It’s colorless, odorless, and it can kill you! A closer look at the dangers of both Carbon Monoxide and Radon

Known as the “invisible killer,” carbon monoxide, also know as CO, is produced by burning fuel in cars or trucks, small engines, stoves, lanterns, grills, fireplaces, gas ranges, portable generators, or furnaces. When the gas builds up in enclosed spaces, people or animals who breathe it can be poisoned. In the U.S., more than 400 people die, 20,000 visit emergency rooms, and 4,000 are hospitalized annually due to carbon monoxide poisoning according to the Centers for Disease Control and Prevention.

As temperatures drop and home heating is on the rise, carbon monoxide poisoning can be a hidden hazard lurking in the place you feel the safest – YOUR HOME! Winter months are a prime time for carbon monoxide poisoning as people turn on their heating systems and mistakenly warm their cars in garages. The most common symptoms of carbon monoxide poisoning are often described as “flu-like” and can include headache, dizziness, blurred vision, weakness, upset stomach, vomiting, difficulty breathing, chest pain, loss of consciousness, confusion and can lead to death if it goes undetected or untreated.

Your best defense against poisoning is a carbon monoxide detector. Detectors save lives and should be placed on the wall about 5 feet above the floor or up to the ceiling on each floor of your home, especially where you sleep. Avoid placing them right next to or over a fireplace or flame-producing appliance. Test your detectors regularly and replace the battery at least once a year. Other important practices to prevent carbon monoxide poisoning include:

  1. Have your furnace, water heater, and any other gas or coal-burning appliances serviced by a qualified technician every year. If you have a chimney, check and clean it every year, and make sure your fireplace damper is open before lighting a fire and well after the fire is extinguished.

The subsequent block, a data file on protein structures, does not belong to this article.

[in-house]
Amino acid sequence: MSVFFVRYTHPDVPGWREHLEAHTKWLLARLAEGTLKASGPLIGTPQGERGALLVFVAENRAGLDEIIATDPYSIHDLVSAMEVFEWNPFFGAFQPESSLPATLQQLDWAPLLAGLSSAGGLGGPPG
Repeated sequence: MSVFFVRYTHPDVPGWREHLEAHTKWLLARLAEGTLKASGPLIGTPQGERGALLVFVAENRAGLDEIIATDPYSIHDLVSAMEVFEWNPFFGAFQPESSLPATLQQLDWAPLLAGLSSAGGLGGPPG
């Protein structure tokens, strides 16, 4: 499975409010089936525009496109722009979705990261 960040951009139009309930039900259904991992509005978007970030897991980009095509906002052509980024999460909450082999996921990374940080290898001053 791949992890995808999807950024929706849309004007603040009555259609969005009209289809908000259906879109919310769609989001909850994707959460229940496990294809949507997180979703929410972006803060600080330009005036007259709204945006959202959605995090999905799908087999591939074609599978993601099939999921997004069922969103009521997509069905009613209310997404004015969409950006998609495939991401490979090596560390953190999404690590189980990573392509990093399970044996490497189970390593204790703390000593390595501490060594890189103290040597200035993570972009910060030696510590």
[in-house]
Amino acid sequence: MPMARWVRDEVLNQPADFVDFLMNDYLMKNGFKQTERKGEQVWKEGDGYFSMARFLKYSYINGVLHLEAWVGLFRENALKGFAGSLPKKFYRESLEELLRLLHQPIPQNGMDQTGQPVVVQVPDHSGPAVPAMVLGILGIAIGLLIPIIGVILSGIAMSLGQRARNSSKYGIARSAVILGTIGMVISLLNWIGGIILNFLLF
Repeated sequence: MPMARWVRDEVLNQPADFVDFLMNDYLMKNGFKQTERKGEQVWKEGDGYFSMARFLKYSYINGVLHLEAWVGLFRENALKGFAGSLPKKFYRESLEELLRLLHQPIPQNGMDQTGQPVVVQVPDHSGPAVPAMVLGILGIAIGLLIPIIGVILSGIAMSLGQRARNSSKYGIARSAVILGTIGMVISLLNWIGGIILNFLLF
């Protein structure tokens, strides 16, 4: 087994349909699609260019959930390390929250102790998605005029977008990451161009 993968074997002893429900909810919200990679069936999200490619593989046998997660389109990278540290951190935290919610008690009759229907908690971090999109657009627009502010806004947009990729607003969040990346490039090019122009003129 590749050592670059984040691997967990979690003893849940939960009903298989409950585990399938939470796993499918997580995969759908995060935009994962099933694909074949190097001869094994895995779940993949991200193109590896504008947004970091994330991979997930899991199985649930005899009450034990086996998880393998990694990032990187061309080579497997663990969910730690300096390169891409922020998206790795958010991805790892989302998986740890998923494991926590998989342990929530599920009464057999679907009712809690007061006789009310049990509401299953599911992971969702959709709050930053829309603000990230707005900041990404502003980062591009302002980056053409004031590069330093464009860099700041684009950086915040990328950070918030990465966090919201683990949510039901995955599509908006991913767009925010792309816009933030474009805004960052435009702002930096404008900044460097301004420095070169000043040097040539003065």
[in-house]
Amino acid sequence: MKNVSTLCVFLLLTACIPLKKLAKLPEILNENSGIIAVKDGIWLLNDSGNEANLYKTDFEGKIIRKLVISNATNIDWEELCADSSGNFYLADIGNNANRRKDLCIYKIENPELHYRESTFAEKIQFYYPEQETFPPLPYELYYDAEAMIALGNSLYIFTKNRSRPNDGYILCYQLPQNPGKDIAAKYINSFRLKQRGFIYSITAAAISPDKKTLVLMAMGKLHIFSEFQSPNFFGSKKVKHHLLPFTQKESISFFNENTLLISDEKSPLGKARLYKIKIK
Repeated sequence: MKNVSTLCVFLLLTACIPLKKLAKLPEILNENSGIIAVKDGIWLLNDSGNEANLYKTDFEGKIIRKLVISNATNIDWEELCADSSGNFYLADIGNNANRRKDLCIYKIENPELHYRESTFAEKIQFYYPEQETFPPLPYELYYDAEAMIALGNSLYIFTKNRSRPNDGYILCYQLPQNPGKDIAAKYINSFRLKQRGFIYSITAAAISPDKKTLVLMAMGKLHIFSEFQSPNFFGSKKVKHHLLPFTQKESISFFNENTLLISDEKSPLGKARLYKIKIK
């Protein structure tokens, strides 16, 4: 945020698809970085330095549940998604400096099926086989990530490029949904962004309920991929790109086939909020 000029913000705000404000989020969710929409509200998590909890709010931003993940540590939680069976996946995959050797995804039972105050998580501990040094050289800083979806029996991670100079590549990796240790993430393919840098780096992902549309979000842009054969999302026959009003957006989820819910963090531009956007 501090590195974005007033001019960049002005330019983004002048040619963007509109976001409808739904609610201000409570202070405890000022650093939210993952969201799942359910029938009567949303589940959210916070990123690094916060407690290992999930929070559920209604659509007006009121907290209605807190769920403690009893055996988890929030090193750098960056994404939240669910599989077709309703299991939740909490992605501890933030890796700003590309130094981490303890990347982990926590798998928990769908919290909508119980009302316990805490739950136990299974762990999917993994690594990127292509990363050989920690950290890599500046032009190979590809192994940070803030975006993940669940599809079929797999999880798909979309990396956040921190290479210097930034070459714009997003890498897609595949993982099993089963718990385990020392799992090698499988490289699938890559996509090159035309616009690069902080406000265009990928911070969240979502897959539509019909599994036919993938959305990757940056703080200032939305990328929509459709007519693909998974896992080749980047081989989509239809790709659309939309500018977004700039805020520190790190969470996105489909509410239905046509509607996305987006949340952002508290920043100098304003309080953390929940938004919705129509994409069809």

2. Do not use portable flameless chemical heaters indoors.
  3. Never use a gas oven for heating your home.
  4. Never use a generator inside your home, basement or garage or less than 20 feet from any window, door or vent; fatal levels of carbon monoxide can be produced in just minutes, even if doors and windows are open.
  5. Never run a car in a garage that is attached to a house, even with the garage door open; always open the door to a detached garage to let in fresh air when you run a car inside.

Like carbon monoxide, radon is also odorless, colorless, and poisonous. Therefore, the Environmental Protection Agency (EPA) designates the month of January as National Radon Action Month.  Radon exposure can cause coughing, chest pains, recurring respiratory infections, hoarseness, wheezing, difficulty breathing, lung cancer and is responsible for 21,000 deaths each year. One major difference among carbon monoxide and radon is in detection. Radon gas can only be detected by a one-time use radon test kit. These kits are easy to use and are available at your local hardware store, radon mitigation company, or online lab.

This safety message was brought to you by the Progressive Agriculture Safety Days program, working to keep children in rural communities safe from potential hazards around the farm, ranch, or at home. For additional safety information or details about hosting, volunteering, or attending a Progressive Agriculture Safety Day®, visit or call us toll-free at 888-257-3529. Help send another child to a Progressive Agriculture Safety Day in 2021 by texting the word “SAFETYDAY” to 44321 from your smartphone.

Photo: From smoke alarms to carbon monoxide detectors, Progressive Agriculture Safety Day participants learn how these life-saving devices can keep them and their families safe.

Written By: Jana L. Davidson, Education Content Specialist for the Progressive Agriculture Foundation


  1. Thanks for mentioning this “invisible killer,” carbon monoxide, also known as CO. Very nice and helpful information has been given in this article. Appreciate all your efforts that you have put into this. About radon, better ask the professional about this matter for peace of mind.

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